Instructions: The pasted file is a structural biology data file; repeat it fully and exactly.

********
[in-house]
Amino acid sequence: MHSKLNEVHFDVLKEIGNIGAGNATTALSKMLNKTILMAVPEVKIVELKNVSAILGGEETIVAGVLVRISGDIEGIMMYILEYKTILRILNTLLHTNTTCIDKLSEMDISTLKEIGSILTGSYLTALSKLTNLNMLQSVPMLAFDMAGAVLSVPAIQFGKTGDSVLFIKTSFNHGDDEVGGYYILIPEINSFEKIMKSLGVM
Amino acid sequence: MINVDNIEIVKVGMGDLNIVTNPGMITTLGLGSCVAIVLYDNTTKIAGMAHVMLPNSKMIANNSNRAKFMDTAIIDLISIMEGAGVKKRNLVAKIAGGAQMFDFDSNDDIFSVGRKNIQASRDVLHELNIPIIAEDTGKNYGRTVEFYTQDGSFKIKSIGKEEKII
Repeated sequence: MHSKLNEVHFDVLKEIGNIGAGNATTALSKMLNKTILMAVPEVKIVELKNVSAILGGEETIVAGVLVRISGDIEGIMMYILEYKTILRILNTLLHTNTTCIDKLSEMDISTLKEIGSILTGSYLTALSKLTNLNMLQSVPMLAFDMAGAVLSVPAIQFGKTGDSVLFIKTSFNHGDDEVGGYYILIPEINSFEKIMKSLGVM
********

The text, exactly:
[in-house]
Amino acid sequence: MHSKLNEVHFDVLKEIGNIGAGNATTALSKMLNKTILMAVPEVKIVELKNVSAILGGEETIVAGVLVRISGDIEGIMMYILEYKTILRILNTLLHTNTTCIDKLSEMDISTLKEIGSILTGSYLTALSKLTNLNMLQSVPMLAFDMAGAVLSVPAIQFGKTGDSVLFIKTSFNHGDDEVGGYYILIPEINSFEKIMKSLGVM
Amino acid sequence: MINVDNIEIVKVGMGDLNIVTNPGMITTLGLGSCVAIVLYDNTTKIAGMAHVMLPNSKMIANNSNRAKFMDTAIIDLISIMEGAGVKKRNLVAKIAGGAQMFDFDSNDDIFSVGRKNIQASRDVLHELNIPIIAEDTGKNYGRTVEFYTQDGSFKIKSIGKEEKII
Repeated sequence: MHSKLNEVHFDVLKEIGNIGAGNATTALSKMLNKTILMAVPEVKIVELKNVSAILGGEETIVAGVLVRISGDIEGIMMYILEYKTILRILNTLLHTNTTCIDKLSEMDISTLKEIGSILTGSYLTALSKLTNLNMLQSVPMLAFDMAGAVLSVPAIQFGKTGDSVLFIKTSFNHGDDEVGGYYILIPEINSFEKIMKSLGVM